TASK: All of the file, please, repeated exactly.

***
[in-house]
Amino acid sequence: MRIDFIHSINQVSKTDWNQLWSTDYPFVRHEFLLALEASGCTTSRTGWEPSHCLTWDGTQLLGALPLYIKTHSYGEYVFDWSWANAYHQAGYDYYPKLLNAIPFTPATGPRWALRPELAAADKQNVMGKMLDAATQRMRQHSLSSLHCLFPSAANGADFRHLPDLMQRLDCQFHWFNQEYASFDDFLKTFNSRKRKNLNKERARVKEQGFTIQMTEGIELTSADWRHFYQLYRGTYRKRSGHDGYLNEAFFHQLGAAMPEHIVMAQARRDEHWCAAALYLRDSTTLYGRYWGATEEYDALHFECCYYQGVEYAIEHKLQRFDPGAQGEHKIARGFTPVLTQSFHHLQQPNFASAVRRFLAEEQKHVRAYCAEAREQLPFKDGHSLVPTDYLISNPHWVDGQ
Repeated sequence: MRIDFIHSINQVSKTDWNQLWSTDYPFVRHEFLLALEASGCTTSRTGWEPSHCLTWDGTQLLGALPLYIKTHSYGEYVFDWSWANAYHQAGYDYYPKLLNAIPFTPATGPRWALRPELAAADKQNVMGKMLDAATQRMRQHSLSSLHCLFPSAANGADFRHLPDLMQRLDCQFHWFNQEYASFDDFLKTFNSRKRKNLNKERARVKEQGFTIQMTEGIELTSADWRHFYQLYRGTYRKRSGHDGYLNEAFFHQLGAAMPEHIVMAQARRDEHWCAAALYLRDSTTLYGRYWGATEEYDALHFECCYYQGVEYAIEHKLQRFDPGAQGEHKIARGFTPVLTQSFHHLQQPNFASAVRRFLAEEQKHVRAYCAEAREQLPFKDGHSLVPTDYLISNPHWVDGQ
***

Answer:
[in-house]
Amino acid sequence: MRIDFIHSINQVSKTDWNQLWSTDYPFVRHEFLLALEASGCTTSRTGWEPSHCLTWDGTQLLGALPLYIKTHSYGEYVFDWSWANAYHQAGYDYYPKLLNAIPFTPATGPRWALRPELAAADKQNVMGKMLDAATQRMRQHSLSSLHCLFPSAANGADFRHLPDLMQRLDCQFHWFNQEYASFDDFLKTFNSRKRKNLNKERARVKEQGFTIQMTEGIELTSADWRHFYQLYRGTYRKRSGHDGYLNEAFFHQLGAAMPEHIVMAQARRDEHWCAAALYLRDSTTLYGRYWGATEEYDALHFECCYYQGVEYAIEHKLQRFDPGAQGEHKIARGFTPVLTQSFHHLQQPNFASAVRRFLAEEQKHVRAYCAEAREQLPFKDGHSLVPTDYLISNPHWVDGQ
Repeated sequence: MRIDFIHSINQVSKTDWNQLWSTDYPFVRHEFLLALEASGCTTSRTGWEPSHCLTWDGTQLLGALPLYIKTHSYGEYVFDWSWANAYHQAGYDYYPKLLNAIPFTPATGPRWALRPELAAADKQNVMGKMLDAATQRMRQHSLSSLHCLFPSAANGADFRHLPDLMQRLDCQFHWFNQEYASFDDFLKTFNSRKRKNLNKERARVKEQGFTIQMTEGIELTSADWRHFYQLYRGTYRKRSGHDGYLNEAFFHQLGAAMPEHIVMAQARRDEHWCAAALYLRDSTTLYGRYWGATEEYDALHFECCYYQGVEYAIEHKLQRFDPGAQGEHKIARGFTPVLTQSFHHLQQPNFASAVRRFLAEEQKHVRAYCAEAREQLPFKDGHSLVPTDYLISNPHWVDGQ